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I am attempting to solve a three-body problem using the Lagrange formalism, with a 1/r potential.

I started off by defining T and U (kinetic and potential energy) as follows:

Tx = .5 m1  x1'[t]^2 + .5 m2 x2'[t]^2 + .5 m3  x3'[t]^2;
Ty = .5 m1  y1'[t]^2 + .5 m2 y2'[t]^2 + .5 m3  y3'[t]^2;

U1 = G m1 m2 /((x1[t] - x2[t])^2 + (y1[t] - y2[t])^2)^.5 + 
G m1 m3 /((x1[t] - x3[t])^2 + (y1[t] - y3[t])^2)^.5;

U2 = G m2 m1 /((x2[t] - x1[t])^2 + (y2[t] - y1[t])^2)^.5 + 
G m2 m3 /((x2[t] - x3[t])^2 + (y2[t] - y3[t])^2)^.5;

U3 = G m3 m1 /((x3[t] - x1[t])^2 + (y3[t] - y1[t])^2)^.5 + 
G m3 m2 /((x3[t] - x2[t])^2 + (y3[t] - y2[t])^2)^.5;
U = U1 + U2 + U3;
T = Tx + Ty;
lag = T - U;

And assigning arbitrary values to constants.

Where x1[t] and y1[t] are the x and y coordinates of mass 1, and the same for masses 2 and 3.

From here, I found the Euler-Lagrange EQs via the function

EL[q_] := D[lag, q] - Dt[D[lag, D[q, t]], t];

Where I input x1[t], x2[t], etc. as q. I stored them in a list such that

eqnx[1] = EL[x1[t]] == 0 // FullSimplify;
eqny[1] = EL[y1[t]] == 0 // FullSimplify;

And changed indices for the other functions (ie the E-L equation for x2 was stored in eqnx[2], etc). I combined all these elements, along with ICs, into a master list.

IC1 = {x1[0] == 0, y1[0] == 0, x1'[0] == 0, y1'[0] == 0};
IC2 = {x2[0] == 10, y2[0] == 0, x2'[0] == 0, y2'[0] == 0};
IC3 = {x3[0] == 0, y3[0] == 15, x3'[0] == 0, y3'[0] == 0};
eqnlist = Join[delist, IC1, IC2, IC3];

Where delist was created by joining all the elements of eqnx and eqny.

I then plugged eqnlist into NDSolve with arbitrary bounds of t (since DSolve could/would not solve a complicated, non-linear system of ODEs for me) as follows:

soln = NDSolve[eqnlist, {x1, y1, x2, y2, x3, y3}, {t, 0, 20}][[1]];

From here, I am stuck. soln is a list with six elements, each corresponding to one of the functions I want, but I am unable to store them into x1[t], y1[t], etc; when I run

x1[t]/.soln[[1]];
Plot[x1[t], {t,0,20}]

I get a blank screen for x1 and every other function. Rather annoying! This makes it impossible for me to even animate it; I created points as follows:

point1 = Graphics[{PointSize[Medium], Red, 
Point[Dynamic[{x1[t], y1[t]}]]}];

With the indices and colors changed for masses 2 and 3, and have set up Animate as follows:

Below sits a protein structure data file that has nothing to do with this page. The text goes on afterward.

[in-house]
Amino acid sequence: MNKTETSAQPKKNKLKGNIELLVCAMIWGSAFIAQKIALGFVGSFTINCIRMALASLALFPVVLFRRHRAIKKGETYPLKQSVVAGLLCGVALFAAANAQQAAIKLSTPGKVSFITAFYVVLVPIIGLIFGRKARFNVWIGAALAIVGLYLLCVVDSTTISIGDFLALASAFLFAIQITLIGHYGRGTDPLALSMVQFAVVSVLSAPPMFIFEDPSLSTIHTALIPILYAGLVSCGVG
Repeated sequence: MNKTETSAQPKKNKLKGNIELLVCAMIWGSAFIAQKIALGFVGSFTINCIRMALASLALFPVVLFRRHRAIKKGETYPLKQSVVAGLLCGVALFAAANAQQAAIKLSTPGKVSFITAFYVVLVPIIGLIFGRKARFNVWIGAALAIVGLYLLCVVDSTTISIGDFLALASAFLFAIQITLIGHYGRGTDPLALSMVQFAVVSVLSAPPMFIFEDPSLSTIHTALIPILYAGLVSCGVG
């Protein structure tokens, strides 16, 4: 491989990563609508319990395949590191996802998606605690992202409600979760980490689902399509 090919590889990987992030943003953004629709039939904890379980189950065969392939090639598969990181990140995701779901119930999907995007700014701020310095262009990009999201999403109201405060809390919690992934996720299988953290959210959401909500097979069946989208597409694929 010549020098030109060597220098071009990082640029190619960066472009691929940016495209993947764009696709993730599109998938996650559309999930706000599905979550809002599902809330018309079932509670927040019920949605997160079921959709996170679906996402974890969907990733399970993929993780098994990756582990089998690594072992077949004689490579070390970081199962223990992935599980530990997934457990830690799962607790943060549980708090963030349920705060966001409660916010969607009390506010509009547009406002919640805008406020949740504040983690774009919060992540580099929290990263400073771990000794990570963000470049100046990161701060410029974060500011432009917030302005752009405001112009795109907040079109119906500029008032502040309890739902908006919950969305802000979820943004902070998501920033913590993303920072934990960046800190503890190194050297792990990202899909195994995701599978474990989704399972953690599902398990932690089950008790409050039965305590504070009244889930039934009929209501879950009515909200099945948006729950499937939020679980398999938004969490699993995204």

Animate[Show[point1, point2, point3], {t, 0, 20}]

I am not sure how to resolve my assigning-functions-properly problem, and I am reasonably sure that this may solve my animation problem (or it could be that my animation is bugged to begin with!).

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  • $\begingroup$ Welcome to Mathematica.SE! I suggest that: 1) You take the introductory Tour now! 2) When you see good questions and answers, vote them up by clicking the gray triangles, because the credibility of the system is based on the reputation gained by users sharing their knowledge. Also, please remember to accept the answer, if any, that solves your problem, by clicking the checkmark sign! 3) As you receive help, try to give it too, by answering questions in your area of expertise. $\endgroup$ – Mahdi May 1 '15 at 6:24
  • 2
    $\begingroup$ Are you aware that the line x1[t]/.soln[[1]]; does nothing at all? Specifically, it doesn't assign anything to x1. You need to add an assignment otherwise the result of this replacement will be thrown away unused. $\endgroup$ – Sjoerd C. de Vries May 1 '15 at 6:36
  • $\begingroup$ demonstrations.wolfram.com/RestrictedThreeBodyProblem demonstrations.wolfram.com/RestrictedThreeBodyProblemIn3D are also related to this question. $\endgroup$ – user44641 May 5 '15 at 23:49
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Generally always check Demonstrations site for good code. I cannot not mention an excellent "classic" of planar three body problem by Stephen Wolfram and Michael Trott. Code is short and I verified it runs in the latest M10.1. I slightly changed variable labels so code parses better here, removed MaxRecursion -> ControlActive[3, 9] from plot option and added some new style.

enter image description here

threeBodyTrajectories[{{x10_, y10_}, {x20_, y20_}, {x30_, y30_}},
  {{vx10_, vy10_}, {vx20_, vy20_}, {vx30_, vy30_}}, {m1_, m2_, m3_}, 
  T_, plotType : ("x" | "v"),
  plotOptions___] := 
 Module[{nds, Tmax, prolog, funsToPlot},
   nds = NDSolve[